If you’d like to get in character and pretend you’re partying on Jay Gatsby’s lawn, you’re in luck — that is, at least if you’re in Austin (or one of the other cities with a Sullivan’s*). Sullivan’s is hosting a Gatsby Gala tomorrow evening, complete with dining, dancing and 20s-era cocktails and dishes. Guests are encouraged to come in full 1920s style and enjoy some delicious food, including a few vegetarian options, like deviled eggs and oysters (yes, I think oysters are arguably vegetarian).

Deviled eggs -- image courtesy of Sullivan's Oysters -- image courtesy of Sullivan's

And the cocktails — Oh, the cocktails! You all know I’m a sucker for classic cocktails, and they’ll have a few delicious-sounding ones on tap for the gala. I’m pleased to share the recipes with you, courtesy of Sullivan’s. Cheers!

Cocktails -- image courtesy of Sullivan's


5.0 from 1 reviews
Serves: 1
  • 1½ oz Tanquerey Gin
  • ¾ oz St Germaine
  • ¾ oz Triple Sec
  • 1 oz lemon juice
  • Lemon Twist
  1. Combine all ingredients in a boston shaker.
  2. Shake 10-15 times and strain into a chilled martini glass. Garnish with a lemon twist.

5.0 from 1 reviews
Gatsby Collins
Serves: 1
  • 1¼ oz SKYY Moscato Grape Infusions
  • ½ oz Aperol
  • 2 oz lemon sour
  • 1 oz soda water
  • Orange twist
  1. In an iced boston shaker, add Vodka, Aperol and lemon sour.
  2. Shake 5-10 times to combine, add soda water and strain into an ice-filled tall glass.


* I did not receive any compensation for this post. I just happen to think Sullivan’s has an awesome party planned and I wanted to share! Photos and recipes are all courtesy of Sullivan’s.

Austin Bakes for West: Fleur de Sel Chocolate Chip Cookies!

When I first posted about fleur de sel chocolate chip cookies, a number of you asked where you could place your order. Well, now I have an actual answer, and it’s for a great cause!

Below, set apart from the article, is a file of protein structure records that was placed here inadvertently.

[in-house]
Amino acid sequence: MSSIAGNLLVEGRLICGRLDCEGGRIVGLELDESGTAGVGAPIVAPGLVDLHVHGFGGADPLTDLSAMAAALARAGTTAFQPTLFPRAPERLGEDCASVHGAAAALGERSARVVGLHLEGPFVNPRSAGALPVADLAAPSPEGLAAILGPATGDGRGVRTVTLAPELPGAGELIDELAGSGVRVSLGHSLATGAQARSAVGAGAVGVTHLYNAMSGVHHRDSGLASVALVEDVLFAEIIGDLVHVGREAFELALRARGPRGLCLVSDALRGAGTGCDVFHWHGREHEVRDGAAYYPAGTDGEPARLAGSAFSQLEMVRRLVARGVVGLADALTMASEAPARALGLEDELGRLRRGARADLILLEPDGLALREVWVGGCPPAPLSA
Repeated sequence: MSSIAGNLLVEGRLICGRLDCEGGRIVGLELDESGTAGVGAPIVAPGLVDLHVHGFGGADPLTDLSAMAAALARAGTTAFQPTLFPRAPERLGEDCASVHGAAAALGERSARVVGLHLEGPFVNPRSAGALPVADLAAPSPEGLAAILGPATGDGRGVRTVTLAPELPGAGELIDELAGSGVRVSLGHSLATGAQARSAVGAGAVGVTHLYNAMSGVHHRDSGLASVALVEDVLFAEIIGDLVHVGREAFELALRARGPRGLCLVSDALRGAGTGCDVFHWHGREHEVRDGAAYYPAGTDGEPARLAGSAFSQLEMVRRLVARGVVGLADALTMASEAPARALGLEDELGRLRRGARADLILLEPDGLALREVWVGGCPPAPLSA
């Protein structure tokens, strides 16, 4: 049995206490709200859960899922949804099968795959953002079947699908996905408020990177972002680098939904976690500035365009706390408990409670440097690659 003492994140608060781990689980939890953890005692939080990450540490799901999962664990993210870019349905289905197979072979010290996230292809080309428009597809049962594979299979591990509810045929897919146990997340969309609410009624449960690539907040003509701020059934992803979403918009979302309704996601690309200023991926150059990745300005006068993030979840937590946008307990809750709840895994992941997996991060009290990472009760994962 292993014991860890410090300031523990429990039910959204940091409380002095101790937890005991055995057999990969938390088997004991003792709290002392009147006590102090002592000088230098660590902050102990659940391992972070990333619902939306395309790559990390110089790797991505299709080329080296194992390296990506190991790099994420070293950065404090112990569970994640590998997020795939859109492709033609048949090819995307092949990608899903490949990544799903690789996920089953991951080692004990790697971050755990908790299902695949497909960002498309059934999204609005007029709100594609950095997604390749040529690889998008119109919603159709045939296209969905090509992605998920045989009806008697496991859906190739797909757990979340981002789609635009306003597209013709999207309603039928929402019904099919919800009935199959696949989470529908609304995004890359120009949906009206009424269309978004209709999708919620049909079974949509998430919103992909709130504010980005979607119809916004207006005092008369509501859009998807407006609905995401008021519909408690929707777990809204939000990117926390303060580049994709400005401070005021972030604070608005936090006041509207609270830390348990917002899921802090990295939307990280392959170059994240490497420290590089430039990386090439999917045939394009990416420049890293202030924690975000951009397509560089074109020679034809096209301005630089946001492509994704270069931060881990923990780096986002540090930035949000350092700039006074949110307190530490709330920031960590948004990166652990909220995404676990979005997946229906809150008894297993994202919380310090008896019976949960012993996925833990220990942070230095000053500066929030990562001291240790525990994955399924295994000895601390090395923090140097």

Austin Bakes for West

You may have heard (and if you live in Texas, you’ve certainly heard) about the fertilizer plant explosion that rocked West (comma) Texas last month. People lost their homes, their livelihoods, their pets and some (mostly first responders) sadly lost their lives. West has a special place in my heart. I’ve driven through this little town many, many times on the way to or from home in DFW and college in Austin, or between home in Austin and visiting in-laws and friends in DFW, and I always loved stopping for a kolache (cream cheese, please!) at the Czech Stop. It may not even be the best Czech bakery in town (West has a huge Czech population), but it sure is good, and it’s definitely convenient. One of my law school roommates, Amy, is from West, and I attended her wedding there a decade ago.* It’s a wonderful, friendly, tight-knit community, and it has been unimaginably devastated by the explosion.

*Sidenote: I am getting old.

We were just there, at the Czech Stop, on our way through last weekend. We stopped and got a half-dozen kolaches (please don’t ask how may of those I personally ate) for the road. We stood in a long line (much longer than usual) with various passers-through like us, as well as some firefighters from as far away as Calgary who were in town for the funerals, which had been held the previous day. It felt good to do a little something, to inject even a little money into this town’s struggling economy.

Now I can do a little bit more, and you can too. As we speak, I have a couple dozen fleur de sel chocolate chip cookies baking, and they’ll soon be on their way to a bake sale site.

Fleur de sel chocolate chip cookies

Austin Bakes for West is a city-wide bake sale benefiting recovery efforts in West. Please check the poster above for the site nearest you and come out and buy some cookies to help the folks of West out. And if fleur de sel chocolate chip cookies aren’t your thing (who ARE you?!), I won’t take it personally if you buy some of the plethora of delectable baked goods on offer from other area bloggers and bakers instead.

So, please come. And if you’re not in Austin, you can donate directly to Americare‘s relief efforts in West. Let’s help West get back on its feet!

It’s a Race for the Julep!

Note: This is the first of a series of guest posts I’ll be hosting over the next few weeks to spice up Cocktail Thursday. Although many people’s minds are turning to margaritas with Cinco de Mayo coming up, it’s almost time for another big drinking day — the Kentucky Derby! I do love a good mint julep, so when Veronica Meewes of My Well-Fed Life (and my fellow AFBA member) offered to do a piece on the julep (so very intertwined with the Derby), I thought it was a fabulous idea. Read on for some great local spots (for the Austinites) and a couple of delicious recipes to make your own julep to sip while you watch the derby. Drink.well also happens to be one of my favorite local spots, so I’m pleased as punch to have the secrets behind a couple of their inventive twists on the julep. So, without further ado, may I introduce you to the lovely and talented Veronica Meewes?